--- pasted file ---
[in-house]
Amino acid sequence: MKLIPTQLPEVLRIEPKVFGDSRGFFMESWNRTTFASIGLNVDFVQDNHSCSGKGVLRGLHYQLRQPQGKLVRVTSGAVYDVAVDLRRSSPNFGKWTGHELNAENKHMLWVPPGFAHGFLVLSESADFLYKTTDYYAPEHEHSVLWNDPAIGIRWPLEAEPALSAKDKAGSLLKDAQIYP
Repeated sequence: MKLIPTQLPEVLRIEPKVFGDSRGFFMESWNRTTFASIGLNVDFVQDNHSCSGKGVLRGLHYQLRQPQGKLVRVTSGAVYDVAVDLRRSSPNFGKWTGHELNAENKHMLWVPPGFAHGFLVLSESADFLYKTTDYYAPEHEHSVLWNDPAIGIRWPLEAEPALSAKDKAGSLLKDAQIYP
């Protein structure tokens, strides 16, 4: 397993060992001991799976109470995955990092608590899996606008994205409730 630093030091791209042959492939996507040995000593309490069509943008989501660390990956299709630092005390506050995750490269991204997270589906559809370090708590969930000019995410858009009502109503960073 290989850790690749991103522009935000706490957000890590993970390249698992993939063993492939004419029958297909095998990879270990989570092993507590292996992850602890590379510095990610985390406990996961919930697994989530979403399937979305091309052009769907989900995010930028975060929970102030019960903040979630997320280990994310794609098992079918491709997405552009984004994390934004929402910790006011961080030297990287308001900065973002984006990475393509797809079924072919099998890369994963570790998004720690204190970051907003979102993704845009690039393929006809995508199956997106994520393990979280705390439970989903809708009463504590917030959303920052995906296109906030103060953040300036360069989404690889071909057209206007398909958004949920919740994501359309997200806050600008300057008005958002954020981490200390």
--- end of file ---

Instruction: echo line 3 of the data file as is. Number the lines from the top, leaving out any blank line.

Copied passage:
Repeated sequence: MKLIPTQLPEVLRIEPKVFGDSRGFFMESWNRTTFASIGLNVDFVQDNHSCSGKGVLRGLHYQLRQPQGKLVRVTSGAVYDVAVDLRRSSPNFGKWTGHELNAENKHMLWVPPGFAHGFLVLSESADFLYKTTDYYAPEHEHSVLWNDPAIGIRWPLEAEPALSAKDKAGSLLKDAQIYP